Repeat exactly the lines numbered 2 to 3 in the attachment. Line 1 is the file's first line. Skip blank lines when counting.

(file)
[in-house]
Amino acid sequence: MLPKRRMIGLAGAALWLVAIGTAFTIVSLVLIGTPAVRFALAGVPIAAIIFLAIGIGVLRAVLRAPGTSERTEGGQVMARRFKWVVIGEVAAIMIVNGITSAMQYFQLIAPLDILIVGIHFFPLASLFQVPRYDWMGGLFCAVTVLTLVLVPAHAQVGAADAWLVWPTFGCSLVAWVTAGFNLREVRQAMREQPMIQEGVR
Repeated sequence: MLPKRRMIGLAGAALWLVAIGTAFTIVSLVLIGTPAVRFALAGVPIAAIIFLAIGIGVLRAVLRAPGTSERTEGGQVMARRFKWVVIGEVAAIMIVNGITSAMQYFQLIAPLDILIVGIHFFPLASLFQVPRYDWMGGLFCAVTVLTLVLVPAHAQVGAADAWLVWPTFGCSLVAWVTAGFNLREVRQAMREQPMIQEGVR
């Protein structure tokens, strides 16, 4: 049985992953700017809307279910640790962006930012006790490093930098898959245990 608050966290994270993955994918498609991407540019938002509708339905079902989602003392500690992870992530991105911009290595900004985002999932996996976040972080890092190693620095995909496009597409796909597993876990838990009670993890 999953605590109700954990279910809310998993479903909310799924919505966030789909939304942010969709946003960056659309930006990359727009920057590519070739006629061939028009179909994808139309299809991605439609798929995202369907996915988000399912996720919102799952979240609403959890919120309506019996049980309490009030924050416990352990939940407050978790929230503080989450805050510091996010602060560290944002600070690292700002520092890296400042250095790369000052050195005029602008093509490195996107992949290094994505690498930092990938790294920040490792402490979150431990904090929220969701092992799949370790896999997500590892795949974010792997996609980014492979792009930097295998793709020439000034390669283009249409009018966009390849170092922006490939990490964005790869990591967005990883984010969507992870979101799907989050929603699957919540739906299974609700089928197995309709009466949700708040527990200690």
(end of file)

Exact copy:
Amino acid sequence: MLPKRRMIGLAGAALWLVAIGTAFTIVSLVLIGTPAVRFALAGVPIAAIIFLAIGIGVLRAVLRAPGTSERTEGGQVMARRFKWVVIGEVAAIMIVNGITSAMQYFQLIAPLDILIVGIHFFPLASLFQVPRYDWMGGLFCAVTVLTLVLVPAHAQVGAADAWLVWPTFGCSLVAWVTAGFNLREVRQAMREQPMIQEGVR
Repeated sequence: MLPKRRMIGLAGAALWLVAIGTAFTIVSLVLIGTPAVRFALAGVPIAAIIFLAIGIGVLRAVLRAPGTSERTEGGQVMARRFKWVVIGEVAAIMIVNGITSAMQYFQLIAPLDILIVGIHFFPLASLFQVPRYDWMGGLFCAVTVLTLVLVPAHAQVGAADAWLVWPTFGCSLVAWVTAGFNLREVRQAMREQPMIQEGVR